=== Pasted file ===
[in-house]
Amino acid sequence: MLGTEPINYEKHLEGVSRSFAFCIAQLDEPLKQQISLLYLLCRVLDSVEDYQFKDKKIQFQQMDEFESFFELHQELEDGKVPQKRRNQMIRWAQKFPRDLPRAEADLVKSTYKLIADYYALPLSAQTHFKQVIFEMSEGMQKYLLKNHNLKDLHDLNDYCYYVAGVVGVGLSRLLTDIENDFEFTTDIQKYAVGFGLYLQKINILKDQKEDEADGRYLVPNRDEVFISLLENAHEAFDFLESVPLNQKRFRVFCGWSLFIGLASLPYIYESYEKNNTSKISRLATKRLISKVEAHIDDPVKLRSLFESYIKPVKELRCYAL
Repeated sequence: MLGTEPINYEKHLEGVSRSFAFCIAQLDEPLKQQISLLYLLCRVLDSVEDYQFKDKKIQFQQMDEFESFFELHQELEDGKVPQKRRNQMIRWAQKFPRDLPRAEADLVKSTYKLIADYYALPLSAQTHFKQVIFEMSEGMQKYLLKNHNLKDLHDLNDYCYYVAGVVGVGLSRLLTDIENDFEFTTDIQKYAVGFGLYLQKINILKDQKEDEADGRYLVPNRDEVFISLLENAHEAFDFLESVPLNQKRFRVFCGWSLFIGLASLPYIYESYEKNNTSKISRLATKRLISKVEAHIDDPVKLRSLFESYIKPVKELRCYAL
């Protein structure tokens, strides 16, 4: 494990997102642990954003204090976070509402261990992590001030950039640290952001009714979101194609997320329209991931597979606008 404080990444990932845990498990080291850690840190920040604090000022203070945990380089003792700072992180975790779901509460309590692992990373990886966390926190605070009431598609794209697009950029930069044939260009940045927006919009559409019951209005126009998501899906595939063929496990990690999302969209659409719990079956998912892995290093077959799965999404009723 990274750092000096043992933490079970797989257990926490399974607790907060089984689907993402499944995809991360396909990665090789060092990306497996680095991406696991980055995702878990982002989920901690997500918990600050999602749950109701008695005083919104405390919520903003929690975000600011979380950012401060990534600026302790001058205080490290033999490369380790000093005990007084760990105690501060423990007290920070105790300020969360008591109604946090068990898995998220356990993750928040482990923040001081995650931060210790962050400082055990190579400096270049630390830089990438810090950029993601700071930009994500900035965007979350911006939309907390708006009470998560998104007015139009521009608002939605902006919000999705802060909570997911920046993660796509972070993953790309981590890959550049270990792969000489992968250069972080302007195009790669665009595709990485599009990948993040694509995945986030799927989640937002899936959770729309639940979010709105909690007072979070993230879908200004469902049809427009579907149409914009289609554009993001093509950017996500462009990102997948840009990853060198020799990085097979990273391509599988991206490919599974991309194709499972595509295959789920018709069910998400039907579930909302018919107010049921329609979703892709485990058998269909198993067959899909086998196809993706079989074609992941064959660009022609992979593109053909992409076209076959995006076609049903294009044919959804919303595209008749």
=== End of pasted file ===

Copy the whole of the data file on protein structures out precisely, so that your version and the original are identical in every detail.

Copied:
[in-house]
Amino acid sequence: MLGTEPINYEKHLEGVSRSFAFCIAQLDEPLKQQISLLYLLCRVLDSVEDYQFKDKKIQFQQMDEFESFFELHQELEDGKVPQKRRNQMIRWAQKFPRDLPRAEADLVKSTYKLIADYYALPLSAQTHFKQVIFEMSEGMQKYLLKNHNLKDLHDLNDYCYYVAGVVGVGLSRLLTDIENDFEFTTDIQKYAVGFGLYLQKINILKDQKEDEADGRYLVPNRDEVFISLLENAHEAFDFLESVPLNQKRFRVFCGWSLFIGLASLPYIYESYEKNNTSKISRLATKRLISKVEAHIDDPVKLRSLFESYIKPVKELRCYAL
Repeated sequence: MLGTEPINYEKHLEGVSRSFAFCIAQLDEPLKQQISLLYLLCRVLDSVEDYQFKDKKIQFQQMDEFESFFELHQELEDGKVPQKRRNQMIRWAQKFPRDLPRAEADLVKSTYKLIADYYALPLSAQTHFKQVIFEMSEGMQKYLLKNHNLKDLHDLNDYCYYVAGVVGVGLSRLLTDIENDFEFTTDIQKYAVGFGLYLQKINILKDQKEDEADGRYLVPNRDEVFISLLENAHEAFDFLESVPLNQKRFRVFCGWSLFIGLASLPYIYESYEKNNTSKISRLATKRLISKVEAHIDDPVKLRSLFESYIKPVKELRCYAL
């Protein structure tokens, strides 16, 4: 494990997102642990954003204090976070509402261990992590001030950039640290952001009714979101194609997320329209991931597979606008 404080990444990932845990498990080291850690840190920040604090000022203070945990380089003792700072992180975790779901509460309590692992990373990886966390926190605070009431598609794209697009950029930069044939260009940045927006919009559409019951209005126009998501899906595939063929496990990690999302969209659409719990079956998912892995290093077959799965999404009723 990274750092000096043992933490079970797989257990926490399974607790907060089984689907993402499944995809991360396909990665090789060092990306497996680095991406696991980055995702878990982002989920901690997500918990600050999602749950109701008695005083919104405390919520903003929690975000600011979380950012401060990534600026302790001058205080490290033999490369380790000093005990007084760990105690501060423990007290920070105790300020969360008591109604946090068990898995998220356990993750928040482990923040001081995650931060210790962050400082055990190579400096270049630390830089990438810090950029993601700071930009994500900035965007979350911006939309907390708006009470998560998104007015139009521009608002939605902006919000999705802060909570997911920046993660796509972070993953790309981590890959550049270990792969000489992968250069972080302007195009790669665009595709990485599009990948993040694509995945986030799927989640937002899936959770729309639940979010709105909690007072979070993230879908200004469902049809427009579907149409914009289609554009993001093509950017996500462009990102997948840009990853060198020799990085097979990273391509599988991206490919599974991309194709499972595509295959789920018709069910998400039907579930909302018919107010049921329609979703892709485990058998269909198993067959899909086998196809993706079989074609992941064959660009022609992979593109053909992409076209076959995006076609049903294009044919959804919303595209008749």